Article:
Kids, or children, as I prefer to call them (only goats have kids) usually look great in a square format. But why?
I suppose it’s the usual story: if you’re shorter than the average adult you need the width to height ratio of the frame to be more evenly balanced. The standard 35mm portrait format seems much too high when you put a child into it.
I discovered this effect when I was going through some miscellaneous shots of children whom I’ve photographed (with the parents’ permission) over the past year or two. They’re “impromptu shots,” not ones that have been arranged or specially lit. When I cut them down to size they all looked a lot better.
Another thing I’ve noticed is that children are so photogenic they seem to hypnotise the camera into making them the sole point of interest at the expense of everything else. As a consequence, they’re far from perfect for street photography, which is probably fortunate because people tend to be very sensitive about men with cameras who snap children in the street.
Three Square Examples
My featured image (above) actually works well in both square and portrait format, partly because there’s a pair of tall coloured lights in the background. However, making it square certainly gives the photo more punch. The boy’s Dad is teaching him to “wai” (put hands together in greeting) and the little chap seems happy to oblige. The photo is from my series on Thai religious and social customs.
Less serious, but no less charming, is the portrait (below) of a small boy with his big brother immediately behind him. They’re playing in a precarious position high above a canal (but watched anxiously, out of frame, by their parents). The little boy is well aware of the peril of venturing too far forward but he’s spotted something that clearly interests him. Can’t crawl towards it, though!
Another shot that works really well in square format is this one in primary colours (below), of a little girl with a yellow toy. I was slightly “off the beaten track” when I took the photo, up in the hilly area of Khao Yai, north of Bangkok. (The Thais call it “mountainous,” but it’s certainly not the High Sierra). The girl’s father was showing our friends some building land and I could scarcely pass up the opportunity of photographing such a perfect model.
When Square Isn’t Right
Are there times when the square format is not appropriate? You bet! When I find some accompanying “props” which are strong enough to compete with the megawatt charm of small children I can shrink the kid (there, I’ve lapsed into kidspeak) and include a bit more of the world.
Here’s a good example. I think it’s one of the best of my more conventional travel photos: an entirely candid shot of a girl striking the bells at the famous Buddhist temple Wat Phra Phutthabat (“temple of Buddha’s footprint”). The girl is dwarfed by the gigantic bells and looks up at them, concentrating intently on her task. The bells remain perfectly vertical despite being struck sharply by the wand.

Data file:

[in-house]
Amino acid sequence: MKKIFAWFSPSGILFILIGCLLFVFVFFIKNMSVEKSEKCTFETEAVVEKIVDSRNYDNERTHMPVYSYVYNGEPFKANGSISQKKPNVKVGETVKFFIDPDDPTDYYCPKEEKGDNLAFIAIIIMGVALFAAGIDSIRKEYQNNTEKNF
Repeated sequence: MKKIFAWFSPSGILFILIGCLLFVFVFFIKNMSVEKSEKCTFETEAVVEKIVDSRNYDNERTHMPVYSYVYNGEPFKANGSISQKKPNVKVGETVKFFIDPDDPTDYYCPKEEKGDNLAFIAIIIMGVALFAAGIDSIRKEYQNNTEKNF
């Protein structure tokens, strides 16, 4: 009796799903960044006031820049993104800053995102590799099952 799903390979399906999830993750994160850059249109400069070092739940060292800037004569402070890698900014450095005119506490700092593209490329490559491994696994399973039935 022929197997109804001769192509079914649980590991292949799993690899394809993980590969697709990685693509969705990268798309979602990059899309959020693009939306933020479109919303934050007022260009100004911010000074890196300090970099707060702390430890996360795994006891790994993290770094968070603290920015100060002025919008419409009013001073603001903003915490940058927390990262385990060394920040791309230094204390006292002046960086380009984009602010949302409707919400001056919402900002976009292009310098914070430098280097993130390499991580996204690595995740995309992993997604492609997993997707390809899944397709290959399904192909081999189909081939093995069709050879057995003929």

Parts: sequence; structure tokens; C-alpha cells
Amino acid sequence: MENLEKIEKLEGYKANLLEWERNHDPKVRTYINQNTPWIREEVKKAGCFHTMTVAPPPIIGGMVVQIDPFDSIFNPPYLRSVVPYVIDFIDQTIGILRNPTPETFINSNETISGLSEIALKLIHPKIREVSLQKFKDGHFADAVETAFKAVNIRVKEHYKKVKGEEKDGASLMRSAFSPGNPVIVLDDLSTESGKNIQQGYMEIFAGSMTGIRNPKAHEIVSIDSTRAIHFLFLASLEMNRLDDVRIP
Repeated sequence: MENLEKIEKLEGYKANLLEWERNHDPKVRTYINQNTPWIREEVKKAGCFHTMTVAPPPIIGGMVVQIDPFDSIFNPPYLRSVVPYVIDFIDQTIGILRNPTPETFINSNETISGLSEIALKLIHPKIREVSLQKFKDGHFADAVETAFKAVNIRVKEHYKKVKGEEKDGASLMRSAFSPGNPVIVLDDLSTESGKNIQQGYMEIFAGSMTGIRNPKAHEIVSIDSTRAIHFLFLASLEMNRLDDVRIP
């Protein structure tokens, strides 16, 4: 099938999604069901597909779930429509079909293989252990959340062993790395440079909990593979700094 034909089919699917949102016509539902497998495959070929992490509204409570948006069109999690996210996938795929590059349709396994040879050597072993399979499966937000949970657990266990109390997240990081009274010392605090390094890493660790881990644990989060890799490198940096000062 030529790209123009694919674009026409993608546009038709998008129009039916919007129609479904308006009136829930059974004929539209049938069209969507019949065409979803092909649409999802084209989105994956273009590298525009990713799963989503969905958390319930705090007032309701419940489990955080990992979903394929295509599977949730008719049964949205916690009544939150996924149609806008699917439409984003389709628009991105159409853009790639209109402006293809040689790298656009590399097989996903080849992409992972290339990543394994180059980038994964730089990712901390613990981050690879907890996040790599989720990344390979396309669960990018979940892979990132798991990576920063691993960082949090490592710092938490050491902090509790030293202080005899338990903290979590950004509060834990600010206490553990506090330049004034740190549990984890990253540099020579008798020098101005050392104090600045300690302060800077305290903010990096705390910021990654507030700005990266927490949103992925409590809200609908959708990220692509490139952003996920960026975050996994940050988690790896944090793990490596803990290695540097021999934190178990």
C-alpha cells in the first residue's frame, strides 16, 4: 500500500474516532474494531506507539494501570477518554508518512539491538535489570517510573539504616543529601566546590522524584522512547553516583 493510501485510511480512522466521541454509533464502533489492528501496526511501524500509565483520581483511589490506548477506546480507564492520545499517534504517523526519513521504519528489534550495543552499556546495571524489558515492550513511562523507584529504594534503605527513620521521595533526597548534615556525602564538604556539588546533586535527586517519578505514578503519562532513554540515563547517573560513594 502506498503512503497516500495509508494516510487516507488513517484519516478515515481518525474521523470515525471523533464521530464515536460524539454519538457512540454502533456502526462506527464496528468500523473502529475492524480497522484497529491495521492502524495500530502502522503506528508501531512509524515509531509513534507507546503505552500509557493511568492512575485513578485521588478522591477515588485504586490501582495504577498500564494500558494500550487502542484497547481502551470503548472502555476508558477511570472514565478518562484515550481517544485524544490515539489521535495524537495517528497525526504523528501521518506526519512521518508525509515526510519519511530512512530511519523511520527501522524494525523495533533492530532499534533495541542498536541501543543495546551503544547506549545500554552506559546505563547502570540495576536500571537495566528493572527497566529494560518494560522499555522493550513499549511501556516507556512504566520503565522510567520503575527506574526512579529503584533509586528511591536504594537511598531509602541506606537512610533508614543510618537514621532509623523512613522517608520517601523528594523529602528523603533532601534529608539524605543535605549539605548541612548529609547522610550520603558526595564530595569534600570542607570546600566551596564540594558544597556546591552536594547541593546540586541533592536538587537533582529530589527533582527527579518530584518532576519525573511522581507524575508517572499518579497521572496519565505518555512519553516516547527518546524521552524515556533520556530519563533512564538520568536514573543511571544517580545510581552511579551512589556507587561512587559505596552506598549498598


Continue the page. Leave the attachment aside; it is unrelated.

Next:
But Are They Really “Street”?
You could object to all the above images, saying they’re not really street photos — and in a sense you’d be right. They’re shots I take when I venture out of the city, in between my normal sessions of urban photography. When I’m in regular shooting mode I rarely photograph children, for the reasons I’ve stated.
To every rule there’s always an exception. The photo below is not square, neither is there very much context — other than a yellow railing and a column supporting some pedestrian crossing lights. I don’t think you need additional information to appreciate the image, but I can add that the girl was looking pensively across the street at Bangkok’s most famous Chinese temple. I include it here for contrast to the earlier pictures because it is a true street photograph.
Country and Urban
As well as their ages, there’s a world of difference between the images of the country girl with the toy and the city girl who is leaning on the railings. In the country, children have to create their own world of play and make believe. In the city, they are entertained with an onslaught of sights and sounds and are obliged to make sense of it all, piece by piece. The city accelerates their growing up, socialises them more quickly, and creates a craving for ever more excitement which seems unnecessary in the country.
I don’t write as an expert on childhood development — my comments are simply based on the personal experience of growing up in an isolated part of England then helping to bring up my son in the centre of London. If you’re still not convinced of the difference, you could read Alan Paton’s 1948 novel “Cry, the Beloved Country,” which evokes the Reverend Stephen Kumalo’s first experience of the city when he visits from Ndotsheni, his remote South African village in Natal. Although an adult, he becomes childlike with wonder and incomprehension on seeing Johannesburg for the first time.
The Eyes of a Child
I doubt if it’s possible, as an adult, to see the city with the eyes of a child if you’ve already become accustomed to it. But sometimes a photograph of a child looking at the world can make us aware of the power of reality to astonish, mystify and delight — all at the same time.
The lesson is: never become too accustomed to city life, because then you’ll stop seeing it with the clarity you need as a street photographer. Yes, children look great in a square frame, but don’t cut them down to size in your estimation. To them, everything is still extraordinary.